Opposing camps to sound off

on Vision Quest youth facility

 

Monday, December 15, 2008 2:06 AM EST

By CARL ROTENBERG
Times Herald Staff

NORRISTOWN — Council President Mila Hayes and Councilman William Caldwell will host a combined Ward 1 and 2 community meeting Wednesday evening where residents opposed to a plan to use Building 12 at Norristown State Hospital for more than 100 “troubled” male youths are expected to speak.

The 6:30 p.m. meeting at Hancock Fire Co., 820 W. Airy St., Norristown, will include discussion of the plan by Vision Quest of Downingtown, Chester County, and Tucson, Ariz. to use the multi-story C-shaped building for a “custodial healthcare facility” to “temporarily house youth ages 12 to 18 who are in need of emergency or crisis diagnostic services,” according to a Nov. 13 zoning application from Vision Quest for a “use variance.”

An emergency hearing on Norristown’s request for an injunction against the proposed youth housing and treatment, will be held at 1:30 p.m., Monday, before a judge of Commonwealth Court of Pennsylvania in Harrisburg.

The judge to hear oral arguments will be identified today to avoid “judge shopping” by competing attorneys, courthouse personnel have said.

Norristown Solicitor Todd Eisenberg said Vision Quest officials had said the proposal was for “over 100 youth.”

 URL: http://www.timesherald.com/articles/2008/12/15/news/doc4945e3921308f957055845.prt

“Proposal meets resistance”

This article found in the Norristown Times Herald on Tuesday, December 9, 2008 can be viewed in it’s original format at the following address ….  http://www.timesherald.com/articles/2008/12/09/news/doc493df64ae12c0409335039.txt 

This seems like yet another article that should be titled, “not in my backyard” I was surprised to see some of the people who were protesting the establishment of a youth crisis facility on Norristown STate Hospital grounds.  I guess it’s ok in the small minds of these folks to have kids in crisis, but the help needs to be in someone else’s backyard.  it’s been my personal experience that facilities of this type are generally locked facilities, and the supervision is very close especially in youth facilities.  So, considering the fact that Vision Quest wants to establish this facility in a building I can only assume was most likely used in the past to house adults with mental illnesses, which would probably generate income for Norristown State Hospital and/or the state of PA.  Doesn’t it seem a little odd that people are ok with adults being housed on state hospital property, but when it comes to kids they are against it?  Suicide is among the leading causes of deaths among teens.  If the people protesting this facility had a teen in crisis would they rather take them to a local facility, or would they prefer their teen be placed on an adult unit  or possibly even need to be transported across the state to the other side of the state where a facility not in your backyard could treat your teen who is in crisis.  This happened to me as a teen I was transported from Northwestern, PA down to Eastern State School and Hospital which was diagnoally on the other side of the state.  I didn’t see my family the entire time I was there, which made it very challenging for me, not to mention I was shell shocked because I lived in a rural community and was placed on a unit with kids from inner city Philly.  I would MUCH rather see facilities for youth being implimented at least on a regional basis across the state rather then see a kid have to be placed hundreds of miles from home at a time when they need their family’s support.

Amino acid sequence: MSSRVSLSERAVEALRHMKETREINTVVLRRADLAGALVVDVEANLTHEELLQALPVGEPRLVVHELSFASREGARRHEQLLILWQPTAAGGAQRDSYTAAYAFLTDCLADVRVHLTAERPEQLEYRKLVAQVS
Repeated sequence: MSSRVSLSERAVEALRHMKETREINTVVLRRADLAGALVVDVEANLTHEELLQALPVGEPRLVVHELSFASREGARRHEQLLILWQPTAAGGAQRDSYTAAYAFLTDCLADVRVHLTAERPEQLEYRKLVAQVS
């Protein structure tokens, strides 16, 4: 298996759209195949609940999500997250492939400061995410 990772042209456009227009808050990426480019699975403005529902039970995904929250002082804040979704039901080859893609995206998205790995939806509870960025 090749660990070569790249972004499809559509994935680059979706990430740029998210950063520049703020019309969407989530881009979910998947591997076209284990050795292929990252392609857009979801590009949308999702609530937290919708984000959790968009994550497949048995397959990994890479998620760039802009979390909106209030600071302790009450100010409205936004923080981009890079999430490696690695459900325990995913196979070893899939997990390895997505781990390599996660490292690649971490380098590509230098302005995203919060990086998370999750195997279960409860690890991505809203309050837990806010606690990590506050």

At any rate, this article kind of boilded my blood a bit you can check out the article for yourself below.

Proposal meets resistance

 

Tuesday, December 9, 2008 2:15 AM EST

By CARL ROTENBERG
Times Herald Staff

NORRISTOWN — A proposal to use Building 12 at Norristown State Hospital for 12-to-18-year-old youth needing “emergency or crisis diagnostic services” has run into major opposition from West End neighbors, municipal officials and at least one state representative.